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Counseling and Psychotherapy Essentials: Integrating Theories, Skills, and Practices
Reviewed by OMAR SULTAN HAQUE; HAROLD J. BURSZTAJN
Am J Psychiatry 2007;164:984-984. doi:10.1176/appi.ajp.164.6.984

by Glenn E. Good and Bernard D. Beitman, New York, W.W. Norton, 2006, 384 pp., $49.95.

Although the aims of effective and compassionate patient care are consistently held in common, the range of approaches, schools, and theories of psychotherapeutic practice can be daunting to even the most seasoned of practitioners. The sheer variety of methodological approaches and the lexical commitments that they presuppose can often obscure as much as inform our outcomes. With the needs of actual clinical practice consistently in mind, the authors of this textbook present a pragmatic, synthetic approach to psychotherapy that does not dilute the challenges we face both in the variety of our patients’ particular life narratives and the conceptual maps that can be of use in their care. To this daunting task, the authors bring distinctive and needed complementary perspectives and experiences: Glenn E. Good is a professor of education who has written a handbook of psychotherapy and counseling, and Bernard D. Beitman is a professor of psychiatry who has written on bridging the pharmacology/psychotherapy divide. These collaborative voices enhance and are consonant with the larger integrative psychotherapeutic aims of the textbook.

The book’s structure is conducive to its larger aims of integration by beginning with theoretical foundations and then sharpening its focus to practical clinical issues. Section I, “Foundations of Counseling and Psychotherapy,” provides an abstract—yet accessible—framework to the reader by summarizing a number of the main approaches in the field: psychodynamic, behavioral, cognitive, humanistic, multicultural, and systemic. Section II, “Components of Effective Counseling and Psychotherapy,” provides the reader with insights about the basic features of successful and competent office practice, including guidance on therapeutic communication, working alliances, identifying patterns and their treatment, strategies for facilitating change, resolving resistance, negotiating transference and countertransference, and termination. Finally, Section III, “Higher Incidence Concerns and Effective Treatments,” addresses specific high-yield issues for clinicians, such as depression, suicide, anxiety, substance abuse, and couples, family, and marital therapy.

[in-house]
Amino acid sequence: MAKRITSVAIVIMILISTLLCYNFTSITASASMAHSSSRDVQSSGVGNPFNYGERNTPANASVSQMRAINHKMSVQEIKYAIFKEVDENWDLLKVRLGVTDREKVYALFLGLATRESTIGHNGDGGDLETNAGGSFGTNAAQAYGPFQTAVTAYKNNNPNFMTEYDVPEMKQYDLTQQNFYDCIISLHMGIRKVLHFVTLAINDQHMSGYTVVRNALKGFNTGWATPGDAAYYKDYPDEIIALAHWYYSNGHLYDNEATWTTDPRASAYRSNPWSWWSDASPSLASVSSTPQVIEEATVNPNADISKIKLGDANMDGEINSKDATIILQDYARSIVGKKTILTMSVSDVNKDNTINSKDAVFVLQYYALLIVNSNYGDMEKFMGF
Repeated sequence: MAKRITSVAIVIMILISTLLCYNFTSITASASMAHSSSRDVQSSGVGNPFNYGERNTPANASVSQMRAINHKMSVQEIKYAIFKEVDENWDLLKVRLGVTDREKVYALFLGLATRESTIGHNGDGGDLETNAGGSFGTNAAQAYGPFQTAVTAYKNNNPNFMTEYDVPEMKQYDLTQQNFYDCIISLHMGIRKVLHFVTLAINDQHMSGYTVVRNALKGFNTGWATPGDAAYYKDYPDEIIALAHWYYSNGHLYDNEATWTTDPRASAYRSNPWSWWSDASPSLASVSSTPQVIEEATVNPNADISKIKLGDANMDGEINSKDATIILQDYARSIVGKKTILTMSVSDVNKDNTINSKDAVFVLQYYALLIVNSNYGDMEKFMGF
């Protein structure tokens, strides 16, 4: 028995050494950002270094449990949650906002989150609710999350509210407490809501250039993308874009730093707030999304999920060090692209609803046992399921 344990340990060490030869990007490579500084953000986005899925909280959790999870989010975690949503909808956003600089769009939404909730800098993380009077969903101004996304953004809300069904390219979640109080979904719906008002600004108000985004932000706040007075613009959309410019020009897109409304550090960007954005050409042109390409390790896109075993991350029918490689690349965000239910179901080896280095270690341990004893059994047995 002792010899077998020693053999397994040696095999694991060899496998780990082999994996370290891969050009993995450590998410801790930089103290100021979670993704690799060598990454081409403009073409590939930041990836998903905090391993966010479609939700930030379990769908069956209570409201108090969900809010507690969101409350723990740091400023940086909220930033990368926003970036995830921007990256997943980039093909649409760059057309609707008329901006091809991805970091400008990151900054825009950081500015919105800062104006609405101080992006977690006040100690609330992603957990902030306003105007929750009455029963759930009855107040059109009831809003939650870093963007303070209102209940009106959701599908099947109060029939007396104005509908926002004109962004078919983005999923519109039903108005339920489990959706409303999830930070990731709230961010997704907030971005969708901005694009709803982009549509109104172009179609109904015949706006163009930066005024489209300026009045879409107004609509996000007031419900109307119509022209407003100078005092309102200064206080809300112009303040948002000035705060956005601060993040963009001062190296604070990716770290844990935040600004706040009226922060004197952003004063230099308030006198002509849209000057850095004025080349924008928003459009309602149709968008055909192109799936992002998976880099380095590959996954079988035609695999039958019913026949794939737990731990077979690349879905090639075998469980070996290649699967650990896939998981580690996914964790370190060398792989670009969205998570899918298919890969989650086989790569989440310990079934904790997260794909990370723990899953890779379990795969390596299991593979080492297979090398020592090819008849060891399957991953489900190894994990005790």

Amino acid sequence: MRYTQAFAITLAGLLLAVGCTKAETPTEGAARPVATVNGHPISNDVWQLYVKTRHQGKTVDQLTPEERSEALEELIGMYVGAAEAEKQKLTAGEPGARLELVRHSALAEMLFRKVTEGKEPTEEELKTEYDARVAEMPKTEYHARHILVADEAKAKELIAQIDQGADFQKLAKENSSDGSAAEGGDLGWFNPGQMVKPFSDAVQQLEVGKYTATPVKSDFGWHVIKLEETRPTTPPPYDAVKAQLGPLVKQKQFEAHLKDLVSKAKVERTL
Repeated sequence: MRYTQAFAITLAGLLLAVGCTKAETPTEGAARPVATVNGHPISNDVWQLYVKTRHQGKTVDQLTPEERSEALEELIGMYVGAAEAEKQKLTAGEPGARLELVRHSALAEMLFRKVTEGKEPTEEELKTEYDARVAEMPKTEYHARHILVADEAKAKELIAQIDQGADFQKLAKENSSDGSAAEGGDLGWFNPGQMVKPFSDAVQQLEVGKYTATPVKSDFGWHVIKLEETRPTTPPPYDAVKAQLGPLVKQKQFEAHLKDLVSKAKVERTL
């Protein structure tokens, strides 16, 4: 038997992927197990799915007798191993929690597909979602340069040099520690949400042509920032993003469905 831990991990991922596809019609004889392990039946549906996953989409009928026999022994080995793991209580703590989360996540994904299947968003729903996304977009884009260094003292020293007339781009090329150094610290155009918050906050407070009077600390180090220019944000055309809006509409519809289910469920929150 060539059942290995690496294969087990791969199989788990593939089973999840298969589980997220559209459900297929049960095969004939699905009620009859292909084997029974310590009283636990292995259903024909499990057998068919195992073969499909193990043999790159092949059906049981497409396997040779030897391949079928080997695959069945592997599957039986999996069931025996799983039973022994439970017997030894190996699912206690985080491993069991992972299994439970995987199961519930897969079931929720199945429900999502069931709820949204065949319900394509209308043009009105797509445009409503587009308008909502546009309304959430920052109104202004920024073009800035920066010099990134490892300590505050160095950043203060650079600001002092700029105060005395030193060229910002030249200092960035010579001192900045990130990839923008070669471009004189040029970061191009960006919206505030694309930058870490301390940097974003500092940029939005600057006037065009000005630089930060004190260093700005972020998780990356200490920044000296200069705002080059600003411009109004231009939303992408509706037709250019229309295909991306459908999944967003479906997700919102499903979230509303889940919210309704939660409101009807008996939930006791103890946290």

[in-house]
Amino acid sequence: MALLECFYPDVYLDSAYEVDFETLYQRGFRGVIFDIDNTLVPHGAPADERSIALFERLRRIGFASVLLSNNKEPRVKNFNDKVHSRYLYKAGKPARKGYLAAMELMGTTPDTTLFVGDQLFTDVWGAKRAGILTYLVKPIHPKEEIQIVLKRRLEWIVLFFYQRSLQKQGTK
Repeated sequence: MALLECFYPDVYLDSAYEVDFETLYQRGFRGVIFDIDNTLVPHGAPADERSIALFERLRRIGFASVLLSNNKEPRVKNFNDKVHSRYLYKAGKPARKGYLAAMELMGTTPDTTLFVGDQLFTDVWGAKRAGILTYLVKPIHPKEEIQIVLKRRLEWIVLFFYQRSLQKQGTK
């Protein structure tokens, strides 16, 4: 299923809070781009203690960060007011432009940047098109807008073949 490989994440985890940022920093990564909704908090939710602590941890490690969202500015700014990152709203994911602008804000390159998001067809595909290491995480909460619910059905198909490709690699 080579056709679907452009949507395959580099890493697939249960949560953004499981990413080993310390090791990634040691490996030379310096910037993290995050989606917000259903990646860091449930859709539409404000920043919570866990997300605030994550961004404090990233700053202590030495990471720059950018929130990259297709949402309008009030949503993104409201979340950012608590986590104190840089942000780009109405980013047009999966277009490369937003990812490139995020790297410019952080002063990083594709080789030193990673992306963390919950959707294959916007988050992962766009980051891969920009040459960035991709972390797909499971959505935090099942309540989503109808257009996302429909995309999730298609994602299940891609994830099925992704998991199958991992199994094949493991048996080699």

The authors have distilled a tremendous amount of material and clinical literature germane to psychotherapy and counseling. Throughout, they write in the tradition of the biopsychosocial model that is the foundation for American psychiatric practice, and while avoiding jargon, they also manage to avoid facile reductionism. Readers interested in the historical development of the approaches to the mind described here can supplement their readings by turning to such classics as Leston Havens’s Approaches to the Mind(1).

The last chapter, “Medications, Therapy, and the Neural Circuitry of the Brain,” tackles the rapidly emerging field of psychosocial neurobiology. Readers interested in supplementing the discussion offered in this chapter may well want to turn to such fundamental works as Arnold Modell’s Imagination and the Meaningful Brain(2).

1.Havens LL: Approaches to the Mind: Movement of the Psychiatric Schools From Sects Toward Science. Cambridge, Mass, Harvard University Press, 1987
 
2.Modell, Arnold H: Imagination and the Meaningful Brain. Cambridge, Mass, MIT Press, 2003
 
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References

+Reprints are not available; however, Book Forum reviews can be downloaded at http://ajp.psychiatryonline.org.

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References

1.Havens LL: Approaches to the Mind: Movement of the Psychiatric Schools From Sects Toward Science. Cambridge, Mass, Harvard University Press, 1987
 
2.Modell, Arnold H: Imagination and the Meaningful Brain. Cambridge, Mass, MIT Press, 2003
 
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